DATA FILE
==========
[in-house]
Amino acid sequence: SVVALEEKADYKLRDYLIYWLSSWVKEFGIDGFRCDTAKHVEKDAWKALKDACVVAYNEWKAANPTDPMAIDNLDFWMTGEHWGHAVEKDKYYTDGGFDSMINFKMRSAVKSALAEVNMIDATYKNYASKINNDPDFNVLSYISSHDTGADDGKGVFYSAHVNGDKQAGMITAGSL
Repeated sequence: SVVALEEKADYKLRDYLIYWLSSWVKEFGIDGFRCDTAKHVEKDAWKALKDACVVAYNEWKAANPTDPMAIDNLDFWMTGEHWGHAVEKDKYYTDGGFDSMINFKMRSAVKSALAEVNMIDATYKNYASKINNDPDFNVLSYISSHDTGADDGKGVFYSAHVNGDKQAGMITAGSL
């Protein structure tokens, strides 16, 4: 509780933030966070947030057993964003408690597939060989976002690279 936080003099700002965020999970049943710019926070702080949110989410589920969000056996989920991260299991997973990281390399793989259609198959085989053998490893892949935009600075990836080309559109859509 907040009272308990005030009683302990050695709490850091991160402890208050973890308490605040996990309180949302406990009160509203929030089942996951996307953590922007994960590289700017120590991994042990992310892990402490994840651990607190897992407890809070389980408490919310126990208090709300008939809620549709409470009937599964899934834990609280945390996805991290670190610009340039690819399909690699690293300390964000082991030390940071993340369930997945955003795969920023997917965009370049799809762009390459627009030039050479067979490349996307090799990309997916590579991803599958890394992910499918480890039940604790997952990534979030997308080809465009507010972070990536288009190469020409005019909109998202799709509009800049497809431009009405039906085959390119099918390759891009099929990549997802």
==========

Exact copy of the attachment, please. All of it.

[in-house]
Amino acid sequence: SVVALEEKADYKLRDYLIYWLSSWVKEFGIDGFRCDTAKHVEKDAWKALKDACVVAYNEWKAANPTDPMAIDNLDFWMTGEHWGHAVEKDKYYTDGGFDSMINFKMRSAVKSALAEVNMIDATYKNYASKINNDPDFNVLSYISSHDTGADDGKGVFYSAHVNGDKQAGMITAGSL
Repeated sequence: SVVALEEKADYKLRDYLIYWLSSWVKEFGIDGFRCDTAKHVEKDAWKALKDACVVAYNEWKAANPTDPMAIDNLDFWMTGEHWGHAVEKDKYYTDGGFDSMINFKMRSAVKSALAEVNMIDATYKNYASKINNDPDFNVLSYISSHDTGADDGKGVFYSAHVNGDKQAGMITAGSL
């Protein structure tokens, strides 16, 4: 509780933030966070947030057993964003408690597939060989976002690279 936080003099700002965020999970049943710019926070702080949110989410589920969000056996989920991260299991997973990281390399793989259609198959085989053998490893892949935009600075990836080309559109859509 907040009272308990005030009683302990050695709490850091991160402890208050973890308490605040996990309180949302406990009160509203929030089942996951996307953590922007994960590289700017120590991994042990992310892990402490994840651990607190897992407890809070389980408490919310126990208090709300008939809620549709409470009937599964899934834990609280945390996805991290670190610009340039690819399909690699690293300390964000082991030390940071993340369930997945955003795969920023997917965009370049799809762009390459627009030039050479067979490349996307090799990309997916590579991803599958890394992910499918480890039940604790997952990534979030997308080809465009507010972070990536288009190469020409005019909109998202799709509009800049497809431009009405039906085959390119099918390759891009099929990549997802």